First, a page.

MSc Human Resource Management (International Development) / Course details
Year of entry: 2020
Course unit details:
Human Resource Development & Leadership
|Unit level||FHEQ level 7 – master's degree or fourth year of an integrated master's degree|
|Teaching period(s)||Semester 2|
|Offered by||Global Development Institute|
|Available as a free choice unit?||Yes|
This module critically examines contemporary theories and practice of leadership and its implications for the development agenda in an increasingly interconnected and complex world. It critically explores global agendas pertinent to the understanding of the dynamics of leaders and followers behaviours in diverse cultural and geopolitical contexts.
The aim of this module is to examine the changing contexts and contemporary theories of leadership and its implications for the development agenda in a globalising world. It critically explores global and local issues pertinent to the understanding of the dynamics of leadership and follower behaviours in diverse cultural and geo-political contexts. The main purpose of this effort is to show that the dominant views of Global North interpretations of leadership are limited in their approach, when considered in developing countries’ contexts.
Teaching and learning methods
This module is delivered via series of lectures and tutorials, using a mix of case studies, discussion groups and other classroom based activities. Blackboard will be used for the distribution of teaching and learning materials. It will also be used as an interactive mechanism between students and tutors, for example, to direct students to particular readings or to provide news about the module or the module content.
Knowledge and understanding
Students should be able to:
- Understand and critically evaluate the theory and practice of leadership and its historical and social foundations.
- Understand and critically discuss comparative leadership styles and relational leading.
- Develop knowledge about HRD strategic interventions that focus on leadership and capacity development in international organizations including the UN and INGOs.
- Understand the relationship between ethics, CSR and leadership in development context.
Students should be able to:
- Expand students’ knowledge about strategies for developing leadership, including women’s leadership capacity in a globalising world.
- Critique the societal, political and development context of education policy planning and leadership development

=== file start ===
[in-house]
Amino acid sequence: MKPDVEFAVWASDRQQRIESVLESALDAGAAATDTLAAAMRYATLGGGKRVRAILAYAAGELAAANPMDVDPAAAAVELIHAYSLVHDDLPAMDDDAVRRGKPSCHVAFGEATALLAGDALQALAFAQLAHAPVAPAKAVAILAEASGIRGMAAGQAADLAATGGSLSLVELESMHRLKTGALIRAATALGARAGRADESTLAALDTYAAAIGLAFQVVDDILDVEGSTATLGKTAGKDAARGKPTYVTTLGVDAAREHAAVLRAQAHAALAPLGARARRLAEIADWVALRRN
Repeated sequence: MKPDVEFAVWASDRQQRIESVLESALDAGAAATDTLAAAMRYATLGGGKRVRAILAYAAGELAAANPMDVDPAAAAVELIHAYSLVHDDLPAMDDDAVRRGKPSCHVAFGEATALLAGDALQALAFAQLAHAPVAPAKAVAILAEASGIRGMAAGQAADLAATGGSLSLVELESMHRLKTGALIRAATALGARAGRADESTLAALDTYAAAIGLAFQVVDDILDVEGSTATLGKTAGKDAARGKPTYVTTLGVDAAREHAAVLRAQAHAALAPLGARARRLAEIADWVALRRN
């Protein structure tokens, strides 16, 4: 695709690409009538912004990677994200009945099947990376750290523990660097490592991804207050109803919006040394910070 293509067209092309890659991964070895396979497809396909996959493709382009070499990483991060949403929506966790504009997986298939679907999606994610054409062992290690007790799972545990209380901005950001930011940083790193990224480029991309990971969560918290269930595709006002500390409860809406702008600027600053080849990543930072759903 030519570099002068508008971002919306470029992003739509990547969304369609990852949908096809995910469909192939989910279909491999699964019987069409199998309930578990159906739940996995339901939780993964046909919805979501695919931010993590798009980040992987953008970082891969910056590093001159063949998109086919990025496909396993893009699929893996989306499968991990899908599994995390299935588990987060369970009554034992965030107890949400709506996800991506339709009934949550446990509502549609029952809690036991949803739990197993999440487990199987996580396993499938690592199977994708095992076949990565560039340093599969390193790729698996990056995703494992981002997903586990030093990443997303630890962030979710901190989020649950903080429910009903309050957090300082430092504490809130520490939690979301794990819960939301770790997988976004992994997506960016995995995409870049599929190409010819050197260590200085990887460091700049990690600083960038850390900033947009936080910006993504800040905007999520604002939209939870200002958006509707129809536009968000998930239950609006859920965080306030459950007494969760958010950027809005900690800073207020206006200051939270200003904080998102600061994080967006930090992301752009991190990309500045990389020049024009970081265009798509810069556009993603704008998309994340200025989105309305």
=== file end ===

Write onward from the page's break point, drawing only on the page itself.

- Critique own leadership knowledge and personal skill requirements
- Prepare leadership plans for specific organization or country’s contexts
- Prepare and critically reflect on personal leadership development plans
Transferable skills and personal qualities
- Be able to develop leadership strategies which focus on inclusiveness, diversity, ethicality and social justice, which helps build women’s leadership capabilities as well as those of other marginalized groups.
|Written assignment (inc essay)||80%|
|Practical skills assessment||20%|
Feedback will be provided, using a mix of face-to-face oral and written methods.
Bryman, A. (Ed.). (2011). The Sage Handbook of Leadership. London: Sage Publications.
Buchanan, D., and Badham, R. (2008). Power, Politics and Organisational Change: Winning the Turf Game, 2nd ed. London: Sage.
Ciulla, J.B. (2003). The Ethics of Leadership. Belmont, CA: Thomson Learning,
Foote, M. and Ruona, W. (2008). Institutionalizing Ethics: A Synthesis of Frameworks and the Implications for HRD. Human Resource Development Review, 7(3), pp.292-308.
Gill, R. (2006), Theory and Practice of Leadership. London: Sage
Grint, K. and Jackson, B. (2010). Toward 'socially constructive' social constructions of leadership Management Communication Quarterly, 24: 348-355.
Grint, K. (2010). Placing leadership. Policy Studies 31(b): 365-366.
Grint, K. (2010). The cuckoo clock syndrome : addicted to command, allergic to leadership. European Management Journal 28(a): 306-313.
Grint, K. (2011). If Total Place, Big Society & Local Leadership are the Answers: What’s the Question? Leadership 7: 85-98.
Head, B. and Alford, J. (2013). Wicked Problems: Implications for Public Policy and Management. Administration & Society, 47(6): 711-739.
Kets de Vries, M. (2001). The Leadership Mystique, London: Pearson Education.
Kouzes, J.M., and Posner, B.Z. (2008). The Leadership Challenge, 4th ed. San Francisco: Jossey Bass
Northouse, P. G. (2007). Leadership: Theory and Practice, 5th edn. London: Sage.
Rose, G. (1997). Situating knowledges: positionality, reflexivity and other tactics. Progress in Human Geography, 21: 305-20.
Thorpe, R. Gold, J, Mumford, A. (2010). Leadership and Management Development. London: Gower Publishing.
UNDP (2013). Corporate Sustainability and the United Nations Post-2015 Development Agenda. New York: UNDP.
UNDP (2013). Architects of a Better World, Global Leaders’ Summit, September, New York
UNDP (2014). United Nations Global Compact Strategy 2014 – 2016
UNDP, BDP-CDG. (2005). Leadership for Human Development: A UNDP Capacity Development Resource. New York: UNDP (see also web pages on capacity development for additional reports and updates)
Yammarino, F.J. (2002). Leadership skills: Introduction and overview. Leadership Quarterly, 11(1), 5-9.
Yukl, G.A. (1998). Leadership in organisations, 4th ed. NJ: Prentice Hall.
- Leadership Quarterly
- International Journal of T
|Scheduled activity hours|
|Independent study hours|
|Kelechi Ekuma||Unit coordinator|
The module is delivered via series of ten 2hr lectures and four tutorials sessions, using a mix of case studies, discussion groups and other classroom based activities. Blackboard will be used for the distribution of teaching and learning materials. It will also be used as an interactive mechanism between students and tutors, for example, to direct students to particular readings or to provide news about the module or the module content.